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The Monkland Railways was a railway company formed in 1848 by the merger of three "coal railways" that had been built to serve coal and iron pits around Airdrie in Central Scotland, and connect them to canals for onward transport of the minerals. The newly formed company had a network stretching from Kirkintilloch to Causewayend, near Linlithgow. These coal railways had had mixed fortunes; the discovery of blackband ironstone and the development of the iron smelting industry around Coatbridge had led to phenomenal success, but hoped-for mineral discoveries in the moorland around Slamannan had been disappointing. The pioneering nature of the railways left them with a legacy of obsolete track and locomotives, and new, more modern, railways were being built around them.

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  • The Monkland Railways was a railway company formed in 1848 by the merger of three "coal railways" that had been built to serve coal and iron pits around Airdrie in Central Scotland, and connect them to canals for onward transport of the minerals. The newly formed company had a network stretching from Kirkintilloch to Causewayend, near Linlithgow. These coal railways had had mixed fortunes; the discovery of blackband ironstone and the development of the iron smelting industry around Coatbridge had led to phenomenal success, but hoped-for mineral discoveries in the moorland around Slamannan had been disappointing. The pioneering nature of the railways left them with a legacy of obsolete track and locomotives, and new, more modern, railways were being built around them. The new company responded with connections to other lines, and to Bo'ness Harbour, and built new lines to Bathgate, but it was taken over by the Edinburgh and Glasgow Railway in 1865. Much of the network was dependent on proximity to pits and ironworks and as those became worked out or declined, the traffic on the network declined too, but the Coatbridge - Airdrie - Bathgate line remained open for passengers until 1956. The section east of Airdrie then closed, except for minor freight movements, but it was reopened in 2010, forming a through passenger route between Glasgow and Edinburgh via Airdrie and Bathgate. Part of the Bo'ness extension line was re-opened as the Bo'ness and Kinneil Railway, a heritage line. The remainder of the system has closed. The North Monkland Railway was an independent line built to serve pits and quarries to the north of Airdrie beyond the reach of the Monkland Railways system. It opened in 1878 and was taken over in 1888, but it closed in the 1960s. (en)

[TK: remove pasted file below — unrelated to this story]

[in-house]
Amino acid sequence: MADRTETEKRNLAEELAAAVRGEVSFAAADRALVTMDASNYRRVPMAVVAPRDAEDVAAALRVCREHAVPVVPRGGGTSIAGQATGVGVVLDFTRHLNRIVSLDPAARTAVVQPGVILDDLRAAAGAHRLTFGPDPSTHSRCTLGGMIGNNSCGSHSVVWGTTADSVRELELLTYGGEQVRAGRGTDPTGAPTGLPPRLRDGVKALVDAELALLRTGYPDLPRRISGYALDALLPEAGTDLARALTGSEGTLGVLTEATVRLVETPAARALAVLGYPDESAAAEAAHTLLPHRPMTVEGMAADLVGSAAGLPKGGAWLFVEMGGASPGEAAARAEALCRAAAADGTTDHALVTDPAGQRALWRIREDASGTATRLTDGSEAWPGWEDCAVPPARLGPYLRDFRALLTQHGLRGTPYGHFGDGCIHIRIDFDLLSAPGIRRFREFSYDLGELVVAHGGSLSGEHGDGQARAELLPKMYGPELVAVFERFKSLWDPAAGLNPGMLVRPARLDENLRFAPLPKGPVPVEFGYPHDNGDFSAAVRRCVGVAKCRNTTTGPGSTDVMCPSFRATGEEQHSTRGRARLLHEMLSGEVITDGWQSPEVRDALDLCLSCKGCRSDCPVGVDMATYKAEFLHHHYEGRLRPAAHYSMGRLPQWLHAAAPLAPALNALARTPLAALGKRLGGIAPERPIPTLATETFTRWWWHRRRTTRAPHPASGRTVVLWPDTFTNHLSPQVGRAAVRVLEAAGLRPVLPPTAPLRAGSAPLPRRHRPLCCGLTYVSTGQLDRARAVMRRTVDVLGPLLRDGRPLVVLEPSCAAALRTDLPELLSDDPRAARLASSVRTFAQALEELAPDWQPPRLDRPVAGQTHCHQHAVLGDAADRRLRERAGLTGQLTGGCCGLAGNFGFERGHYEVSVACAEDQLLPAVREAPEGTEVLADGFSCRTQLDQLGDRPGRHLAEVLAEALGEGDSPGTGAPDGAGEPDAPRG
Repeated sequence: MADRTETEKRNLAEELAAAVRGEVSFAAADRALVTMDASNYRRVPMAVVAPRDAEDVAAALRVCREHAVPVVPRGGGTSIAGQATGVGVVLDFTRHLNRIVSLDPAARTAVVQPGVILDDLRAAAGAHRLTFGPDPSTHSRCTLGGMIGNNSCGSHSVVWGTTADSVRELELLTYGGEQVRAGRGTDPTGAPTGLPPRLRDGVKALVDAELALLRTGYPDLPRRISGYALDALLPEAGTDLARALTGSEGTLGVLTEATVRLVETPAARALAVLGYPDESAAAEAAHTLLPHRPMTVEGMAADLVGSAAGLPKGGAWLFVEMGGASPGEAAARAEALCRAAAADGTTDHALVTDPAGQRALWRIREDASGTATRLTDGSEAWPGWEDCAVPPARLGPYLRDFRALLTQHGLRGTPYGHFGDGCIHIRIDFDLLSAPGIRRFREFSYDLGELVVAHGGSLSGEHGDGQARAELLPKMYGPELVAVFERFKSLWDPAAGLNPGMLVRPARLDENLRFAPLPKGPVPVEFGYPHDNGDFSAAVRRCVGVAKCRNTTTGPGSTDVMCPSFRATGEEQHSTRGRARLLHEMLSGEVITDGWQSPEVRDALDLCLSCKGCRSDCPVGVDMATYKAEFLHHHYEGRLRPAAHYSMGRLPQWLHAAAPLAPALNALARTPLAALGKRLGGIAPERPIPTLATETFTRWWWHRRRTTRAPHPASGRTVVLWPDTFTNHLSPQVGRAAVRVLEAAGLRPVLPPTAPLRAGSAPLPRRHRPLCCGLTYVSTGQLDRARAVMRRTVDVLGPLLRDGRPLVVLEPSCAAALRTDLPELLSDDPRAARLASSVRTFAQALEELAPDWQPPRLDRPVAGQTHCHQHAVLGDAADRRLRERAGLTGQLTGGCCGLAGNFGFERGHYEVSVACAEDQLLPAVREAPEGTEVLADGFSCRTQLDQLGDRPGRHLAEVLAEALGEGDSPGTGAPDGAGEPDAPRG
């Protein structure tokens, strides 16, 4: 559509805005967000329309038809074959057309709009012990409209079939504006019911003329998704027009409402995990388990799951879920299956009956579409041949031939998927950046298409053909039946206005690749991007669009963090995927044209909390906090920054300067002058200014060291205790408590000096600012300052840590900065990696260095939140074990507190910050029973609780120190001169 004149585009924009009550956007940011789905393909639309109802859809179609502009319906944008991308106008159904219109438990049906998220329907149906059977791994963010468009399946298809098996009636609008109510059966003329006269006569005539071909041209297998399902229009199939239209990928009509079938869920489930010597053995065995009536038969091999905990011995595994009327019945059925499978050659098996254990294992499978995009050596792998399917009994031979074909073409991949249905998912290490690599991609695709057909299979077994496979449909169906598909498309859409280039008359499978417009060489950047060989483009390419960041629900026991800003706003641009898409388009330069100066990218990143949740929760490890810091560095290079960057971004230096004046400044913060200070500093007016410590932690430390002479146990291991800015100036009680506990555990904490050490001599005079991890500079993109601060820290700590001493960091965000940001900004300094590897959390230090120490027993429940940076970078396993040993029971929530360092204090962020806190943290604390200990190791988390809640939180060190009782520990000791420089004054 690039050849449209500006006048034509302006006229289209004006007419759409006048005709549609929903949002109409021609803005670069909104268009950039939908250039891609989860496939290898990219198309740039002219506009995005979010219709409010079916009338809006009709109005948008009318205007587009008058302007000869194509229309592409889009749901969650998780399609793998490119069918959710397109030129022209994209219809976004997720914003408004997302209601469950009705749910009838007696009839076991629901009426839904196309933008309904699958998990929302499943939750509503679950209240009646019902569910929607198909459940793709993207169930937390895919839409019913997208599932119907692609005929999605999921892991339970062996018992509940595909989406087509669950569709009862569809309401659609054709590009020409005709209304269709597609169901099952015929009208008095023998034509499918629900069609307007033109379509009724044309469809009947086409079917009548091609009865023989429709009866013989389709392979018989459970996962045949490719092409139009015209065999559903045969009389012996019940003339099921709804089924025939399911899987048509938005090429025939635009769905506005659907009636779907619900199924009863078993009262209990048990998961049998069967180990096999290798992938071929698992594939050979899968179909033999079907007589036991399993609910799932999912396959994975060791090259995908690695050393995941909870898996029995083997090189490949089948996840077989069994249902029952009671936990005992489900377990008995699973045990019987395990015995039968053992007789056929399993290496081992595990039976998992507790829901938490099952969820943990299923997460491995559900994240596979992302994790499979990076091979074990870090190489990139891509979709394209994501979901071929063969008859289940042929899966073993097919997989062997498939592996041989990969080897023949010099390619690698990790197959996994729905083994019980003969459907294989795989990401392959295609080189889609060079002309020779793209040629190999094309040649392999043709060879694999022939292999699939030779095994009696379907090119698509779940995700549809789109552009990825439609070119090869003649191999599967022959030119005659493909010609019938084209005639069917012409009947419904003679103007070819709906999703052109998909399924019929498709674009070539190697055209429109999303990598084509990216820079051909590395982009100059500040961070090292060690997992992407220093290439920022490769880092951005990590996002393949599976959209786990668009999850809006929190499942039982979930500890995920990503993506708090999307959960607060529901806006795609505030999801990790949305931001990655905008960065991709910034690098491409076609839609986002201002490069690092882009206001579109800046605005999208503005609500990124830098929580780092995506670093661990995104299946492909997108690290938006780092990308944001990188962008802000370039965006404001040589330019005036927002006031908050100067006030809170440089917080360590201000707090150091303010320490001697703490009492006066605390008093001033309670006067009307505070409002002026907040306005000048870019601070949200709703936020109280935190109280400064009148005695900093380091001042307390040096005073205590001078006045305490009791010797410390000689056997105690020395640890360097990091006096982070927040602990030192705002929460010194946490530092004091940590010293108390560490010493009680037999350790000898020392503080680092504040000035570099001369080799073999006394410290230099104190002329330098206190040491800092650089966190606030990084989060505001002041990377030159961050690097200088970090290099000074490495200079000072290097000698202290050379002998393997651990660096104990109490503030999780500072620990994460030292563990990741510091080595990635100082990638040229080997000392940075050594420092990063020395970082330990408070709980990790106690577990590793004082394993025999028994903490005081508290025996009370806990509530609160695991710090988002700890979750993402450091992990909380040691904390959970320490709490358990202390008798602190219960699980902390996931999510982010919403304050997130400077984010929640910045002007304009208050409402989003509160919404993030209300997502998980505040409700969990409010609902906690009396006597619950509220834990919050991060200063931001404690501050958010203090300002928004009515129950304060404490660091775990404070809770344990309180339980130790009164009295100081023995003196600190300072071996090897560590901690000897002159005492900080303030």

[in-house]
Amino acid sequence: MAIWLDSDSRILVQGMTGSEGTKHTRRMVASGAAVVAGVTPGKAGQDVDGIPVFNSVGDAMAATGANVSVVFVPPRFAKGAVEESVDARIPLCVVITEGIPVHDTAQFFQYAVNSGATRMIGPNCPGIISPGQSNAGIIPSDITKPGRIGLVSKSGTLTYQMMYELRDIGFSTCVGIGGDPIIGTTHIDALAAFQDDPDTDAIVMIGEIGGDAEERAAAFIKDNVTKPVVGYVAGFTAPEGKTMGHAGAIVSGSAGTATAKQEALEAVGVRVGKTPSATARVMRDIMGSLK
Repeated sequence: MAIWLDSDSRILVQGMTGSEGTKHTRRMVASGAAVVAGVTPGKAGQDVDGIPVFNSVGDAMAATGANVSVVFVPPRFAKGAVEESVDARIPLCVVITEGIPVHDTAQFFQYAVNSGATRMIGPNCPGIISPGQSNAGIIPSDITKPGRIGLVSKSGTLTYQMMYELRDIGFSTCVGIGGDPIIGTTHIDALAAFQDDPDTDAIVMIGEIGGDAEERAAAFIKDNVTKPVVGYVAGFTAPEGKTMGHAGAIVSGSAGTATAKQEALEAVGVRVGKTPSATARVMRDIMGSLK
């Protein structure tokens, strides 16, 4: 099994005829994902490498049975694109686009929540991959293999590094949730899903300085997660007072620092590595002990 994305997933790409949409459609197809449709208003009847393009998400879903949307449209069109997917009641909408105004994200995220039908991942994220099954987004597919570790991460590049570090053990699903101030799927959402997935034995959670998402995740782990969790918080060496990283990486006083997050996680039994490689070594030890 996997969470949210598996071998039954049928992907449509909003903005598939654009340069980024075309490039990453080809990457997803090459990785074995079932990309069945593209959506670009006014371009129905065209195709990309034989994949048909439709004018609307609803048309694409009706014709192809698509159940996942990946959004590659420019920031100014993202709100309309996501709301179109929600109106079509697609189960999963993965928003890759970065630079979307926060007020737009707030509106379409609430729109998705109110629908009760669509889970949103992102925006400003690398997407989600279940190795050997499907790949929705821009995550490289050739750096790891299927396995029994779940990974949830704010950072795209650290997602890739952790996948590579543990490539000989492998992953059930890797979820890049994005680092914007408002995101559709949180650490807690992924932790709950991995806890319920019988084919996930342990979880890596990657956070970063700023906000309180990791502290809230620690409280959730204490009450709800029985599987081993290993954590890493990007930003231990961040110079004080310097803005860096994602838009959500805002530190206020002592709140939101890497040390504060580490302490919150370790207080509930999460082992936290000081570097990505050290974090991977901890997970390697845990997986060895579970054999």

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  • The Monkland Railways was a railway company formed in 1848 by the merger of three "coal railways" that had been built to serve coal and iron pits around Airdrie in Central Scotland, and connect them to canals for onward transport of the minerals. The newly formed company had a network stretching from Kirkintilloch to Causewayend, near Linlithgow. These coal railways had had mixed fortunes; the discovery of blackband ironstone and the development of the iron smelting industry around Coatbridge had led to phenomenal success, but hoped-for mineral discoveries in the moorland around Slamannan had been disappointing. The pioneering nature of the railways left them with a legacy of obsolete track and locomotives, and new, more modern, railways were being built around them. (en)
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  • Monkland Railways (en)
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